Cultivate A New Attitude; Be The Light!

"God saw the light was good, and God separated the light from the darkness." Genesis 1:4. For with you is the fountain of life, in your light, we see light." Psalm 36:9 "Let your light shine before men in such a way that they may see your good works, and glorify your Father who is in heaven." Matthew 5:16. "The new dawn blooms as we free it for there is always light if only we're brave enough to see it, if only we're brave enough to be it." Amanda Gorman, American Poet.

We all (maybe not all) breathed a sigh of relief as the new president was sworn in. In my opinion, this is because I believe that we, collectively, did not want there to be any violence or disruption to this long held, enshrined, constitutional tradition of a peaceful transfer of power. As in any contest, there is a winner and a loser. Neither is diminished because of that status. The country voted for a new leader; and he may or may not have been our choice. However, in the spirit of democracy and/or FairPlay, we wish the new administration well. This should be our attitude regardless of who wins.


Of the many touching moments of the inaugural ceremony, Amanda Gorman stood out. Yes, she is young and gifted. Her delivery of a well crafted, comprehensive, and timely poem was majestic. But, beyond her impeccable appearance and her flawless verbal recital, her words were especially poignant and filled with wisdom. As noted above, she instructed us to turn inward and to see that I, you, and we can point the way out of the darkness that we as a nation have been engulfed. The solution lies within us. We can choose to make a difference by simply being the light.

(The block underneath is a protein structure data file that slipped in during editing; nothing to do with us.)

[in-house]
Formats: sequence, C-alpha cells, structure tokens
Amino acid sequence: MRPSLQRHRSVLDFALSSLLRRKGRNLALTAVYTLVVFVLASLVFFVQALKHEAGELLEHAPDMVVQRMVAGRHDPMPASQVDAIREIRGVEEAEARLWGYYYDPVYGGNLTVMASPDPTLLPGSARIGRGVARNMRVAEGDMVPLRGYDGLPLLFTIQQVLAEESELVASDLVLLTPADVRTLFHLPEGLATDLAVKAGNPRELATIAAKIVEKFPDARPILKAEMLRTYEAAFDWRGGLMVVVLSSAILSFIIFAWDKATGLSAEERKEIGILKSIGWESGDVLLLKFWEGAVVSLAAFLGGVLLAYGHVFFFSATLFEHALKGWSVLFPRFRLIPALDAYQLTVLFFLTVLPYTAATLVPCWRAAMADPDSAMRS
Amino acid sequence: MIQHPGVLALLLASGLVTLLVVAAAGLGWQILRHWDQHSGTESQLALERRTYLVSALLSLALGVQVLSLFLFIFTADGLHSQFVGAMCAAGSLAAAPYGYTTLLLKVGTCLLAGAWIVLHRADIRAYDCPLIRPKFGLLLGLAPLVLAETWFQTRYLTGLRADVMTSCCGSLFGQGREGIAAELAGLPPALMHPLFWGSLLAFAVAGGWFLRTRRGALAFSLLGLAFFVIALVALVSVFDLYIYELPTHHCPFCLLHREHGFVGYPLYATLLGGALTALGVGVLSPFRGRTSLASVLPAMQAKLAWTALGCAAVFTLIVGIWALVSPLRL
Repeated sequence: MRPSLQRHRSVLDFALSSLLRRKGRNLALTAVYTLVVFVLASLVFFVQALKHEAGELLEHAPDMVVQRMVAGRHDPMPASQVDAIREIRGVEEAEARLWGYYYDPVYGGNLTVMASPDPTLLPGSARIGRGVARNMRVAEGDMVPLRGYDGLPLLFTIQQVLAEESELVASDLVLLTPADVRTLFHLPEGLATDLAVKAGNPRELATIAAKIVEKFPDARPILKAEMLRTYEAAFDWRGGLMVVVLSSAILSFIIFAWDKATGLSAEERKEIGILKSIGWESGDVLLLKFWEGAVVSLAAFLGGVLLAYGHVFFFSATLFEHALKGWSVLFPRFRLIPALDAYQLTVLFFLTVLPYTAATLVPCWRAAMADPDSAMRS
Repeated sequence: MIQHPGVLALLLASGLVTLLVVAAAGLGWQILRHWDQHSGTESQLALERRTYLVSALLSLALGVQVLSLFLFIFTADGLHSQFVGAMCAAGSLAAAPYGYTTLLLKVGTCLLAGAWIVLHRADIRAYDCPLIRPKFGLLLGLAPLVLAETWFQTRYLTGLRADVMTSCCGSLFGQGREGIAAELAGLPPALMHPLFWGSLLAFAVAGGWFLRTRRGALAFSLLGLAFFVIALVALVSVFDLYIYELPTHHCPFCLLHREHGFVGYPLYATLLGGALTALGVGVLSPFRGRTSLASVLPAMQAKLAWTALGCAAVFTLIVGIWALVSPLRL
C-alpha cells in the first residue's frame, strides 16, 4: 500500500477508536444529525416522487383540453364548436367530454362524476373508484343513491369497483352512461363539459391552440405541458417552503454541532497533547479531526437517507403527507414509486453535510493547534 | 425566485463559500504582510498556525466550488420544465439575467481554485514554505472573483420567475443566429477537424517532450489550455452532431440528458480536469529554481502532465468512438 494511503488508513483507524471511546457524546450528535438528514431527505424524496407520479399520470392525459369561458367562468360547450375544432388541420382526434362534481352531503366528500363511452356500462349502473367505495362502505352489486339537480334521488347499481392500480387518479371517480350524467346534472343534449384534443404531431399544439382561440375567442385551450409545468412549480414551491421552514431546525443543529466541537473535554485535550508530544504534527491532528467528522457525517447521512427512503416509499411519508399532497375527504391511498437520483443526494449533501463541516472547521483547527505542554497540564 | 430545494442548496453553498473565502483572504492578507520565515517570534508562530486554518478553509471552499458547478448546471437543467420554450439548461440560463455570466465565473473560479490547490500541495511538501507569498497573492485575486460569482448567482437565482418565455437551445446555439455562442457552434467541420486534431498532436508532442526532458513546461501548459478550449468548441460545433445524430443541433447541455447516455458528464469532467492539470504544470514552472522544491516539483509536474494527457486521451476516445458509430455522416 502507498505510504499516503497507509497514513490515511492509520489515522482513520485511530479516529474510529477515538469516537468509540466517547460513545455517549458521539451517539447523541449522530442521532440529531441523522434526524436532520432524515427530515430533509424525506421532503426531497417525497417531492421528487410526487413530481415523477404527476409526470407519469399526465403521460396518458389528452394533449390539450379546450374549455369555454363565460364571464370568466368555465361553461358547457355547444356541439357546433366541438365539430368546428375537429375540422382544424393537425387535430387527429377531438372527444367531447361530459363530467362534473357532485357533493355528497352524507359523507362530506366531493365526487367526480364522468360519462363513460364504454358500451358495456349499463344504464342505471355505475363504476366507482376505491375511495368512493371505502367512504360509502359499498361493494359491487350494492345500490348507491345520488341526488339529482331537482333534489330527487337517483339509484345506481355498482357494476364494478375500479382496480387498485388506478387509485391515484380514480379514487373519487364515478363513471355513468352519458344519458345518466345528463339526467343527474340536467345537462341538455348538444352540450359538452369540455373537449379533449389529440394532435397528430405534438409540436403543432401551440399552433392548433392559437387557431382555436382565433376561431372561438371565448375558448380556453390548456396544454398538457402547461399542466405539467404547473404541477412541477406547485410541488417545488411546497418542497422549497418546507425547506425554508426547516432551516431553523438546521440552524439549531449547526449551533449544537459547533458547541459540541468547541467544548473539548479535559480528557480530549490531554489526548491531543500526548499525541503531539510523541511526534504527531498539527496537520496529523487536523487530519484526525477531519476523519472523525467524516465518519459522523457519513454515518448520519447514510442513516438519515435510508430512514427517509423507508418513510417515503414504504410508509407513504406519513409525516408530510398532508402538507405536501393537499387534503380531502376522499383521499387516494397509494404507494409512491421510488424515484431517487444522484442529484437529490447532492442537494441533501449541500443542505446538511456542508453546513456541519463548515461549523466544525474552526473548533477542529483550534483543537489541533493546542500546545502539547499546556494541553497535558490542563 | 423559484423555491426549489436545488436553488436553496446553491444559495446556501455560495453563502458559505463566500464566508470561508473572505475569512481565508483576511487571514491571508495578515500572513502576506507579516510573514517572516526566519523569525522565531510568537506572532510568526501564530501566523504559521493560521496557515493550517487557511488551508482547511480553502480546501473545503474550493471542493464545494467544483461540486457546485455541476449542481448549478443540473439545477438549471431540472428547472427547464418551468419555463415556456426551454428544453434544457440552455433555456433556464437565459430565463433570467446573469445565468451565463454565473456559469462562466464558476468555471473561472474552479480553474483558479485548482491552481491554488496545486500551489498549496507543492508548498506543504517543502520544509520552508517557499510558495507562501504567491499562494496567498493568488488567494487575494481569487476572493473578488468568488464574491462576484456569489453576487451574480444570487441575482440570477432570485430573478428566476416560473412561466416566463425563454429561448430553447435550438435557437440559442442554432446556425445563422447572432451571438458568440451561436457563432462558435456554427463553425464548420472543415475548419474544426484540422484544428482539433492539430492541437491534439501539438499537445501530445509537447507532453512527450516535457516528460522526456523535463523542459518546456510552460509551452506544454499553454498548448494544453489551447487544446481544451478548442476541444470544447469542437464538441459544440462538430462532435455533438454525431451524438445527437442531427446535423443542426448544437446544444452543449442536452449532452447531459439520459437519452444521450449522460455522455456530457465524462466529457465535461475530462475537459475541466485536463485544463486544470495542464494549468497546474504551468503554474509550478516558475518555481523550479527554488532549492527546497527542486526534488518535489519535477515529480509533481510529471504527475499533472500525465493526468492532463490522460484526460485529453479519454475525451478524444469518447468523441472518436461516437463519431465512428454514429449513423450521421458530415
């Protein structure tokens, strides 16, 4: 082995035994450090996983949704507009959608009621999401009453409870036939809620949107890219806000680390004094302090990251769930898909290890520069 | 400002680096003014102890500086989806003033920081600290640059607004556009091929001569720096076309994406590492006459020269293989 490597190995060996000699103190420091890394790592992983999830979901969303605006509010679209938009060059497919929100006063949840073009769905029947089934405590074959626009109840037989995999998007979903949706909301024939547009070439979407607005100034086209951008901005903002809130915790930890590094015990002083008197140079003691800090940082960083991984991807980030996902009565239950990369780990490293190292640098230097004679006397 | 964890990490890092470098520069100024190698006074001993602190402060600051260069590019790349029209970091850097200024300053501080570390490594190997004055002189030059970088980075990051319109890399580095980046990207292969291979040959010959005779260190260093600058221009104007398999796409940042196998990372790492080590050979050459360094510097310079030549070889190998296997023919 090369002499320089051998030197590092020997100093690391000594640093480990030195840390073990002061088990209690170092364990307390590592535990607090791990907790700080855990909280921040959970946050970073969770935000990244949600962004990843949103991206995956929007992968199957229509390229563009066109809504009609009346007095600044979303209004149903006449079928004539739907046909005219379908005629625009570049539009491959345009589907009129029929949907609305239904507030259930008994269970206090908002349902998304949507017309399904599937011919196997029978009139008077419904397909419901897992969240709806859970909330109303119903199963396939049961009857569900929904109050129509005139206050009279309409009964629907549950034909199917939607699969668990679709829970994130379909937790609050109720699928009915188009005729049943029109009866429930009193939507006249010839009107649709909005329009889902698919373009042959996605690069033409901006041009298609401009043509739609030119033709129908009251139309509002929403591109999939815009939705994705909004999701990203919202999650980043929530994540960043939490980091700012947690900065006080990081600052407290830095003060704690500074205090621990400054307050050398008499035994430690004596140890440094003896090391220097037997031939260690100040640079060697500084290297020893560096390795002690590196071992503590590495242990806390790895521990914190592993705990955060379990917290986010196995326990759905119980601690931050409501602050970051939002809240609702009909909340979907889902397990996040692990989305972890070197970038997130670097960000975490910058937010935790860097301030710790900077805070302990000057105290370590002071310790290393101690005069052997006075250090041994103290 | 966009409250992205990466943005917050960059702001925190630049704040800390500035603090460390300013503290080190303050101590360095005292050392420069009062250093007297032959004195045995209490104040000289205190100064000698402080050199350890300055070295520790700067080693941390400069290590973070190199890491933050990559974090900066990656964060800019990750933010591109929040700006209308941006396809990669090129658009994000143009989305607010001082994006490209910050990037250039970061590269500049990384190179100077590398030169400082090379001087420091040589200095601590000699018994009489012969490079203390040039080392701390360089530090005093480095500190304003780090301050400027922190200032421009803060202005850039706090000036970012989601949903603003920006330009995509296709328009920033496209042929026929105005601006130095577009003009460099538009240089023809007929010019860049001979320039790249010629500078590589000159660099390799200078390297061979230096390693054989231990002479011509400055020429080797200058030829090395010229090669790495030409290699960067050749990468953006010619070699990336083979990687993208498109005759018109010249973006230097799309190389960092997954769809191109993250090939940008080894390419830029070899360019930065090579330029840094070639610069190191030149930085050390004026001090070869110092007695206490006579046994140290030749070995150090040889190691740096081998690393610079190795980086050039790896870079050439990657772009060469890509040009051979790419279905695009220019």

Light is defined as the natural agent that stimulates sight and makes things visible; A person notable or eminent in a particular sphere of activity or place. Life is referred to as light. "In Him was life; and the life was the light of men." John 1:4. According to the Bible light stands for spiritual illumination and truth. It encompasses all that is pure, good and holy as opposed to the darkness and evil.


Ms. Gorman charges us to "be the light." To be the light means in times of darkness you offer hope, encouragement, kindness and compassion. Sometimes to "Be the Light" means to carry on the torch for what needs to be completed or be made new. It may mean to give of yourself in a new way to a situation or cause or relationship you are in. This is not a new revelation. "What has been will be again, what has been done will be done again, there is nothing new under the sun." Ecclesiastes 1:9. Mahatma Gandhi said, "You must be the change you want to see in the world." Michael Jackson in his, "Man in the Mirror" lyrics states that we have to start with ourselves in order to make the world a better place. "If you want to make the world a better place, take a look at yourself, and then make a change." Man in the Mirror.